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Unmanned Spaceflight.com _ Mars _ Martian Cartography

Posted by: karolp May 15 2006, 04:16 PM

I have recently freaked out a little bit about Martian maps of all sorts. And finally I was astonished with those highly detailed beauties that I list below. Nonetheless. some of them have huge inconsistencies (crater names) easily noticed when we compare the surroundings of Gusev crater. Enjoy:

http://www.ralphaeschliman.com/
http://planetologia.elte.hu/1cikkeke.phtml?cim=1marsmapinte.html
http://pubs.usgs.gov/imap/i2782/

Posted by: PhilCo126 May 21 2006, 03:26 PM

http://marsoweb.nas.nasa.gov/dataViz/

Posted by: Phil Stooke May 21 2006, 04:21 PM

karolp, I have looked at these maps, and I don't see any real discrepancy with the names - I only checked around the Gusev area, since you mentioned it.

The apparent difference is caused by the fact that these maps only use a selectuion of all available names. Each map has a slightly different selection. For instance, the multilingual map from Hungary does not include the name 'de Vaucouleurs'. You need larger scale maps to include all the names which have been assigned to Mars. The USGS set at 1:5,000,000 is a good start, but of course there is the problem of updating.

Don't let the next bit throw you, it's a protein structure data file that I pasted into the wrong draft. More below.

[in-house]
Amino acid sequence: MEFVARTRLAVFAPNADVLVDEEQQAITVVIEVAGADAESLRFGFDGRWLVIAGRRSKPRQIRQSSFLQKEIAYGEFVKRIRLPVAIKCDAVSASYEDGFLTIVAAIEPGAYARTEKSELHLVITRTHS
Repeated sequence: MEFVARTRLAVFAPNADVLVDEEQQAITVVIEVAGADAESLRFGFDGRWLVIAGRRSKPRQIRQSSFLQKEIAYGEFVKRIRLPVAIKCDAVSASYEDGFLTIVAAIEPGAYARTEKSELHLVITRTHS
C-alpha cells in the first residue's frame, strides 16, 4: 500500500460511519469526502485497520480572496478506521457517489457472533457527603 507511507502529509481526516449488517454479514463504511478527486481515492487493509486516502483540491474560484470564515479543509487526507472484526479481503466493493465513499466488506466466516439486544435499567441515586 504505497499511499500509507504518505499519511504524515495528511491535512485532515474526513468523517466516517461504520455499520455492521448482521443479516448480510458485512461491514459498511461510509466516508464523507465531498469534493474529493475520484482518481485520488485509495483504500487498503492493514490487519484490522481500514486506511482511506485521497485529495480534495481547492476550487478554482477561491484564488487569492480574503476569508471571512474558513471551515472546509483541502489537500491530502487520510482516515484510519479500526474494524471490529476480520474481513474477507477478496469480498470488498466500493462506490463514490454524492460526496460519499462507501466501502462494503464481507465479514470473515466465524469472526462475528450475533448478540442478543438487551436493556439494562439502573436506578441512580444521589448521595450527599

Phil

Posted by: DonPMitchell May 22 2006, 05:35 PM

I like the second USGS map.

[attachment=5804:attachment]

Nice hill shading, nice subtle colors, not the usual fully-saturated acid-trip color schemes you see in a lot of NASA images. My one criticism is that the hypsometric color pallette should go from dark to light monotonically with altitude. It's a little confusing that you go from light brown to dark brown and back to light brown again as you head up the Tharsis rise. Things to keep in mind when making your own maps.

Here are two wonderful sites about map making, full of good ideas and wise advice:

The National Park Service: http://www.shadedrelief.com/

History and techniques: http://www.reliefshading.com/index.html. Explore this site, check out the section on Cartographers and examples of their work. What a fascinating art.

For example, look at this amazing projection of a map of Europe designed by Heinrich Berann:

[attachment=5805:attachment]


(By the way, to yank pictures out of the annoying pdf files, you can use PDFExtractTiff by verypdf.com)

Posted by: chuckclark Nov 23 2007, 06:58 PM

Here are two constant-scale natural boundary maps of Mars showing color topography.
CSNB maps are made by a geometrical method of my own devising. These of Mars were suggested by Rene de Hon at the 2003 ISPRS meeting in Houston.